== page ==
Gluten-Free Thanksgiving: Do’s and Don’ts
It’s that time of year again! Thanksgiving is just around the corner, and those of us on a gluten-free diet have some planning to do. Although Thanksgiving is more complicated for gluten-free folks, there’s a lot you can do to ensure your Turkey Day is both gluten free and delicious. Our guide to A Gluten-Free Thanksgiving: Do’s and Don’ts solve some of the holiday’s biggest challenges with easy preventive measures, tasty recipes, and tried and true advice. Get ready – a legendary gluten-free feast is just around the corner.
DO: Talk to your host about cross contamination. Most Thanksgiving menus feature dishes that contain gluten, and in the flurry of preparation, it’s easy to overlook seemingly small incidences of cross contamination. Draw up a quick list of common culprits, and politely ask your host to prepare gluten-free dishes in thoroughly washed pots and pans, on clean surfaces, and in a separate toaster (or provide your own toaster bags). Even better, offer to come over early with your own dedicated kitchen supplies and help cook. Your host will be grateful to have an extra pair of hands on the big day.
DON’T: Assume that your host has memorized the gluten-free guidelines you’ve outlined in years past. When it’s not your own diet, it’s easy to forget the nuances of eating gluten free. How many times have you told your aunt that you’re (still!) gluten-free, only to have her offer fresh baked cookies a few hours later? Play it safe and cover all the gluten-free thanksgiving bases with your host – you’ll stomach will thank you.
Turkey and Stuffing
DO: Verify the ingredients in the turkey. While the turkey itself should be gluten-free, any additional seasonings, marinades, broths, or gravy need to be triple checked. Plan ahead by finding out where the turkey will be purchased or prepared, and talk directly with the store or the person preparing the bird. There’s no excuse for failing to read the label – you never know where gluten may rear its ugly head.
DO: Make your own gluten-free stuffing – there are some great recipes and pre-made options out there. Whole Foods Market offers up a recipe chock full of vegetables and seasoning that only takes an hour to prepare. Udi’s stuffing recipe is as great option for those of us who already have a refrigerator stocked with Udi’s Gluten Free Bread, and the recipe is simple and straightforward. Trader Joe’s recently debuted their own Gluten Free Stuffing Mix, and at $5.99, it’s an affordable and flavor-packed alternative for the GF-inclined at this year’s (Gluten-Free) Thanksgiving dinner.
DON’T: Skip the stuffing this year! As the gluten-free market grows, it’s easier than ever to make a unique and satisfying stuffing alternative. We’d even recommend you make enough servings to share with the group – your gluten-free recipe might become a new family tradition. Gluten-free recipes often promote imaginative combinations, bold flavors, and fresh spices. Who could say no to that?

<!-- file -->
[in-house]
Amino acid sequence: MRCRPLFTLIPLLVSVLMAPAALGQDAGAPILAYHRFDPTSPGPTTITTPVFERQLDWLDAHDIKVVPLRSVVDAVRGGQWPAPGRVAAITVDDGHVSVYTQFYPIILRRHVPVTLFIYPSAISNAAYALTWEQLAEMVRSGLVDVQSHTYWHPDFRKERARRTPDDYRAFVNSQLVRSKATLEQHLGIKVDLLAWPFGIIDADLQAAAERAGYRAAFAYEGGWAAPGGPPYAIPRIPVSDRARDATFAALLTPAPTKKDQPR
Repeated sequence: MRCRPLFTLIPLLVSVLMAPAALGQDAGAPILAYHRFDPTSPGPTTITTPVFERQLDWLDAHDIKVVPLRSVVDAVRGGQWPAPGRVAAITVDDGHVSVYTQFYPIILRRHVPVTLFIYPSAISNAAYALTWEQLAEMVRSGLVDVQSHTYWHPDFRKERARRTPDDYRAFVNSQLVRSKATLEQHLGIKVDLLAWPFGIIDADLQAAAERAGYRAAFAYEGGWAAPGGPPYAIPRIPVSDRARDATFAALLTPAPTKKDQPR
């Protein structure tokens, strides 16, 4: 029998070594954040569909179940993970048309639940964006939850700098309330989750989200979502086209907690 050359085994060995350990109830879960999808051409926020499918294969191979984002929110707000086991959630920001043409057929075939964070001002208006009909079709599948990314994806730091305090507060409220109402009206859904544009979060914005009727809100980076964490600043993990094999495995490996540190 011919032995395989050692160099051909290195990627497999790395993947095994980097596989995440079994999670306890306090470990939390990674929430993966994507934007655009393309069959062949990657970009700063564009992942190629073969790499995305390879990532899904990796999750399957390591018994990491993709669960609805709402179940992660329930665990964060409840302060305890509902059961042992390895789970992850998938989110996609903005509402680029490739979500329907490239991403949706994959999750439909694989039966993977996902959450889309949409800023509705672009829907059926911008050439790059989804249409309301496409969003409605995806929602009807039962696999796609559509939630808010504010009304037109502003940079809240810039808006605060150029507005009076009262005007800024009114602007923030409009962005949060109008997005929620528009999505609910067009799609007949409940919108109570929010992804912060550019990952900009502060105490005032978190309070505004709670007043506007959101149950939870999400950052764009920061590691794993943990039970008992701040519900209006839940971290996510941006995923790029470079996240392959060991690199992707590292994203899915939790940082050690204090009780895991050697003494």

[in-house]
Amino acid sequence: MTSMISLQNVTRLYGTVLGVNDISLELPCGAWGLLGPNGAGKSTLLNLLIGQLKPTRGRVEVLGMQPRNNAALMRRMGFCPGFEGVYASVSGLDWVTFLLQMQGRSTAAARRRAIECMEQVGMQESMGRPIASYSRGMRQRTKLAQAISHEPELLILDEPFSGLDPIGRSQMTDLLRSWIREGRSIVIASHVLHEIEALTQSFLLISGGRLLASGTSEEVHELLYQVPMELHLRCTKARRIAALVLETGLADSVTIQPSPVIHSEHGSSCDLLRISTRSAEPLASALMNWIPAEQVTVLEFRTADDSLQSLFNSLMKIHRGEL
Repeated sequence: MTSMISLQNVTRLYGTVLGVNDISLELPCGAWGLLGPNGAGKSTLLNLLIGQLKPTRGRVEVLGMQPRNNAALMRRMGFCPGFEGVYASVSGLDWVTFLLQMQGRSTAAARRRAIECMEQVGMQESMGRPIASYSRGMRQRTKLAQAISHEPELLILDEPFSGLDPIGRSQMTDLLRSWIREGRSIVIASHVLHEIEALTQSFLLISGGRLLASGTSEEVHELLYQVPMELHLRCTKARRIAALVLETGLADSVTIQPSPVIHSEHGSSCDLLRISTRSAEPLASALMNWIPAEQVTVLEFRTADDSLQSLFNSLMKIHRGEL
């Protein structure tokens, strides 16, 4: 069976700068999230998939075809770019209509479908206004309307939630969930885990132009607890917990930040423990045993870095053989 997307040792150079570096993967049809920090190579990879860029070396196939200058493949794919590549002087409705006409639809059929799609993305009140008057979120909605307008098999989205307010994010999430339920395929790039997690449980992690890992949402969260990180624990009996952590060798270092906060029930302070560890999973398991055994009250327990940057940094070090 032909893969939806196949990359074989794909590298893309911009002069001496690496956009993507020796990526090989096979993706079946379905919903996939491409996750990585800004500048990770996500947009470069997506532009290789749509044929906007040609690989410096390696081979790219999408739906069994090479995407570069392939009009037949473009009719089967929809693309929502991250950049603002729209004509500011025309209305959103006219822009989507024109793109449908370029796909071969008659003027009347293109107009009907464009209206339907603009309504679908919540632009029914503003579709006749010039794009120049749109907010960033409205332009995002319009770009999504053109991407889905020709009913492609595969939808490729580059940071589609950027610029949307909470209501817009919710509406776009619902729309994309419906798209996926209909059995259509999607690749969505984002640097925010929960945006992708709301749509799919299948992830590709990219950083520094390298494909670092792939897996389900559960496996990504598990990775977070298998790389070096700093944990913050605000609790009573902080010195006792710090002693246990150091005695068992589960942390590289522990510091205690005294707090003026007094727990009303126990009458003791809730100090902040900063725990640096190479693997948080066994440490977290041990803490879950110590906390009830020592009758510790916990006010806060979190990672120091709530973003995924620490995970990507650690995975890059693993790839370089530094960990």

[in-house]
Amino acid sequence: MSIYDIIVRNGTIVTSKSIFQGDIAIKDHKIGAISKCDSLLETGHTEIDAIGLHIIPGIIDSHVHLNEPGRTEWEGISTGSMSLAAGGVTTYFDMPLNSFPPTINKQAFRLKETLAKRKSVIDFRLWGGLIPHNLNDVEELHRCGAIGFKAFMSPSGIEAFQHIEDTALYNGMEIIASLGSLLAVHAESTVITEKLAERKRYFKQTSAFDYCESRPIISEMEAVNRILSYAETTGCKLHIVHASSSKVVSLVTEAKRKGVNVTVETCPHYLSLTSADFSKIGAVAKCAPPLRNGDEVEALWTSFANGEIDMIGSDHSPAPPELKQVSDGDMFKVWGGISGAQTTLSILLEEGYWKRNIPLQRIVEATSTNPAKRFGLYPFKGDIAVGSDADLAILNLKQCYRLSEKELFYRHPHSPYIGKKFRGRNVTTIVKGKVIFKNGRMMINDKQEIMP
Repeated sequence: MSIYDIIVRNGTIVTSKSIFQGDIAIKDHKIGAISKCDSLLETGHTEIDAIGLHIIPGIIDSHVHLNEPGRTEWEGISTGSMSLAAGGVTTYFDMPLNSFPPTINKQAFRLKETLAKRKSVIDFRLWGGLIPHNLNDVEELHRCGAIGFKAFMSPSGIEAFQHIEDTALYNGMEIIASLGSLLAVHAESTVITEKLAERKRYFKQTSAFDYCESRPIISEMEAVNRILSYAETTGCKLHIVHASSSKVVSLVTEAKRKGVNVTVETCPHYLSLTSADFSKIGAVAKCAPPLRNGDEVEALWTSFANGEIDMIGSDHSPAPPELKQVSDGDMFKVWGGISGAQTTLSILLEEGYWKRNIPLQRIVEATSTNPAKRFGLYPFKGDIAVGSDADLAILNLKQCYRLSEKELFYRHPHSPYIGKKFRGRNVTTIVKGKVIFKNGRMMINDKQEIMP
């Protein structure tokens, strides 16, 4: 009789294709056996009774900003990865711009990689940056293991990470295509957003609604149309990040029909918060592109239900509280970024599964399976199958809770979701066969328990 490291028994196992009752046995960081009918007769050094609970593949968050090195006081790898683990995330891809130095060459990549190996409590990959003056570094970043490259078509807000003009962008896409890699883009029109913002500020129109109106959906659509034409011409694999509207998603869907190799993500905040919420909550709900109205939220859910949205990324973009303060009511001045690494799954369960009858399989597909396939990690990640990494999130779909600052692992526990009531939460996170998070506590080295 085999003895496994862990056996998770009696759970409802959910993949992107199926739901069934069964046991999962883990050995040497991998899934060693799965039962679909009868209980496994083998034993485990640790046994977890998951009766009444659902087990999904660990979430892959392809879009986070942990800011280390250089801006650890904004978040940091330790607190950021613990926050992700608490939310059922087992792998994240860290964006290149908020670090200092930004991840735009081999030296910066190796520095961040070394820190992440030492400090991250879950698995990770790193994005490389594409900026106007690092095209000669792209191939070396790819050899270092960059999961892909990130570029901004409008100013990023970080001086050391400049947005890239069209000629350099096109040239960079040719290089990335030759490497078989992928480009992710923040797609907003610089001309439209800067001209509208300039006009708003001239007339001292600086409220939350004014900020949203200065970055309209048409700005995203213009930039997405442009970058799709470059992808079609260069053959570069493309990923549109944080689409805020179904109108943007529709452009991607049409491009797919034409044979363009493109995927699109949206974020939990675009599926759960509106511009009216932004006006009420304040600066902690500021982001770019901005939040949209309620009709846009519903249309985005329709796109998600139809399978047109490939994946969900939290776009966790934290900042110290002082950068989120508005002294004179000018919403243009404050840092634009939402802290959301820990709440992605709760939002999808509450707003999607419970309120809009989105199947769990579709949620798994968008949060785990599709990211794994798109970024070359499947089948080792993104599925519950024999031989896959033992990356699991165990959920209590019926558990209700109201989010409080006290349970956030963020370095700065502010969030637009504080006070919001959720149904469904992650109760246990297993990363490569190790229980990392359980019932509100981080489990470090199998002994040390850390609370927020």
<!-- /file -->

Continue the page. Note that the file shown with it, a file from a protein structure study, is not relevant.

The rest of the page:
DO: Get creative. The upside of a gluten-free Thanksgiving is the reinvention of traditional (and let’s face it – often bland) holiday dishes. If you spent the majority of your childhood struggling through Grandma’s green bean casserole, now’s your chance to revamp her recipe. Even Betty Crocker is offering up a gluten-free alternative to this staple dish, and Foodista shares five different ways to make it. Isn’t it time to try something new?
DON’T: Get overwhelmed. Think back on the Thanksgivings of your gluten-filled yesteryear, and determine which dishes you miss the most. Most likely, every option at your Thanksgiving feast won’t be gluten-free. Narrow it down to a few of your must-haves, and ask close family members to alter their recipes to accommodate your diet. Send recipes their way well in advance so that they have time to ask questions, buy ingredients, and plan ahead. Even better: offer to host a gluten-free cooking party and show your family the ropes yourself.
DO: Treat yourself. Thanksgiving is a time for thanks, and we are (VERY) thankful for gluten-free pie crusts. If you’re whipping up your own pies this year, the the science of gluten-free crust is nearly perfected, and there are many options for pumpkin filling; canned or fresh. Not looking to wear the baker’s hat this year? Gluten-free pumpkin pies can be bought online or at local specialty markets, like Plum Market and Holiday Market.
DON’T: Risk it. Bring your own dessert, and steer clear of homemade treats that well-meaning distant relatives “think” are gluten-free. Even if a recipe is technically gluten-free, baked goods prepared in a non-dedicated kitchen are likely to have come in contact with flour on cooking utensils and surfaces. Cross contamination can quickly make a well-meaning attempt at a gluten-free Thanksgiving go badly, so play it safe, come prepared, and give thanks.
What is your favorite gluten-free Thanksgiving dish? Got any Turkey Day horror stories? We’re here to listen. Please share them with us in the comments section below.